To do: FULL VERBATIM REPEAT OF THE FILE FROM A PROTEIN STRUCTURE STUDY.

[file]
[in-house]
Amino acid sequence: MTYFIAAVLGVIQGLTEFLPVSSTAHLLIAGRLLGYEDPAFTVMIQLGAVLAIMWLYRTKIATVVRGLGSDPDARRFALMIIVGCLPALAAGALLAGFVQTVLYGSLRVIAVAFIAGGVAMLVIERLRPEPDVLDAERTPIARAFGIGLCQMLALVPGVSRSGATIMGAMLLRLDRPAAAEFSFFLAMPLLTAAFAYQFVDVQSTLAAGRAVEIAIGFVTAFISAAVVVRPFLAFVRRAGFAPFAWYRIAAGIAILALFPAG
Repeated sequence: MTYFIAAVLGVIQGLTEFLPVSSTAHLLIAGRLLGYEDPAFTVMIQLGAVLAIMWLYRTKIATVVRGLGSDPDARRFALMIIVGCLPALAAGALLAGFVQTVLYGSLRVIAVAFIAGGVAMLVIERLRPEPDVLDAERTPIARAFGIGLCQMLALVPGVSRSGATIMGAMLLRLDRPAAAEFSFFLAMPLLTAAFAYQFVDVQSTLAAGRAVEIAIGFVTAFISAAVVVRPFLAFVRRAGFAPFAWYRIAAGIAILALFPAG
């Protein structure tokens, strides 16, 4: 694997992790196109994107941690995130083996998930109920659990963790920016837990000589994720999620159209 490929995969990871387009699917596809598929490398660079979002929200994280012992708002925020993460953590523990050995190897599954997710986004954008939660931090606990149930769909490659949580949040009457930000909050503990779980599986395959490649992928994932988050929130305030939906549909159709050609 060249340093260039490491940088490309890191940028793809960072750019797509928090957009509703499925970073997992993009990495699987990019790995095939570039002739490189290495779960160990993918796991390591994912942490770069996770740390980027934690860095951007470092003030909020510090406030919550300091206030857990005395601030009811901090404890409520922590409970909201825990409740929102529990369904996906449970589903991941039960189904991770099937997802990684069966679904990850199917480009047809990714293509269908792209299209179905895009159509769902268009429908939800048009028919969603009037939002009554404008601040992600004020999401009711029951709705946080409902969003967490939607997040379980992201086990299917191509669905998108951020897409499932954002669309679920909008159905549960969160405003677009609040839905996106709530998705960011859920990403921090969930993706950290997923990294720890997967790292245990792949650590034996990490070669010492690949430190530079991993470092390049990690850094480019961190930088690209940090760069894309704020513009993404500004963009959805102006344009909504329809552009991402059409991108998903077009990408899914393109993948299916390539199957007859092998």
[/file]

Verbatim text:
[in-house]
Amino acid sequence: MTYFIAAVLGVIQGLTEFLPVSSTAHLLIAGRLLGYEDPAFTVMIQLGAVLAIMWLYRTKIATVVRGLGSDPDARRFALMIIVGCLPALAAGALLAGFVQTVLYGSLRVIAVAFIAGGVAMLVIERLRPEPDVLDAERTPIARAFGIGLCQMLALVPGVSRSGATIMGAMLLRLDRPAAAEFSFFLAMPLLTAAFAYQFVDVQSTLAAGRAVEIAIGFVTAFISAAVVVRPFLAFVRRAGFAPFAWYRIAAGIAILALFPAG
Repeated sequence: MTYFIAAVLGVIQGLTEFLPVSSTAHLLIAGRLLGYEDPAFTVMIQLGAVLAIMWLYRTKIATVVRGLGSDPDARRFALMIIVGCLPALAAGALLAGFVQTVLYGSLRVIAVAFIAGGVAMLVIERLRPEPDVLDAERTPIARAFGIGLCQMLALVPGVSRSGATIMGAMLLRLDRPAAAEFSFFLAMPLLTAAFAYQFVDVQSTLAAGRAVEIAIGFVTAFISAAVVVRPFLAFVRRAGFAPFAWYRIAAGIAILALFPAG
């Protein structure tokens, strides 16, 4: 694997992790196109994107941690995130083996998930109920659990963790920016837990000589994720999620159209 490929995969990871387009699917596809598929490398660079979002929200994280012992708002925020993460953590523990050995190897599954997710986004954008939660931090606990149930769909490659949580949040009457930000909050503990779980599986395959490649992928994932988050929130305030939906549909159709050609 060249340093260039490491940088490309890191940028793809960072750019797509928090957009509703499925970073997992993009990495699987990019790995095939570039002739490189290495779960160990993918796991390591994912942490770069996770740390980027934690860095951007470092003030909020510090406030919550300091206030857990005395601030009811901090404890409520922590409970909201825990409740929102529990369904996906449970589903991941039960189904991770099937997802990684069966679904990850199917480009047809990714293509269908792209299209179905895009159509769902268009429908939800048009028919969603009037939002009554404008601040992600004020999401009711029951709705946080409902969003967490939607997040379980992201086990299917191509669905998108951020897409499932954002669309679920909008159905549960969160405003677009609040839905996106709530998705960011859920990403921090969930993706950290997923990294720890997967790292245990792949650590034996990490070669010492690949430190530079991993470092390049990690850094480019961190930088690209940090760069894309704020513009993404500004963009959805102006344009909504329809552009991402059409991108998903077009990408899914393109993948299916390539199957007859092998």